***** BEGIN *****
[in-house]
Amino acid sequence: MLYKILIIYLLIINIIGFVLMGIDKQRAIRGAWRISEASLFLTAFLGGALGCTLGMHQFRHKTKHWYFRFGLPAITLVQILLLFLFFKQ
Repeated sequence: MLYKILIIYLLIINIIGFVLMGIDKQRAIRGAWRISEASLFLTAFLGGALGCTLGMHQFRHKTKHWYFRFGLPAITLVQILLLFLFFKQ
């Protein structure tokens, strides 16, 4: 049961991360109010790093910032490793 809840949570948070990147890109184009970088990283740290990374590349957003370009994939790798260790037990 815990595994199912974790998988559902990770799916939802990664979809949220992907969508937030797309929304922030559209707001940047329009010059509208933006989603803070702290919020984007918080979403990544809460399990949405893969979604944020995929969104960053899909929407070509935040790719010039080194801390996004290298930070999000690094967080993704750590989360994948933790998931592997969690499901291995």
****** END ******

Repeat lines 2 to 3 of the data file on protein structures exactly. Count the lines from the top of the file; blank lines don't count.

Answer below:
Amino acid sequence: MLYKILIIYLLIINIIGFVLMGIDKQRAIRGAWRISEASLFLTAFLGGALGCTLGMHQFRHKTKHWYFRFGLPAITLVQILLLFLFFKQ
Repeated sequence: MLYKILIIYLLIINIIGFVLMGIDKQRAIRGAWRISEASLFLTAFLGGALGCTLGMHQFRHKTKHWYFRFGLPAITLVQILLLFLFFKQ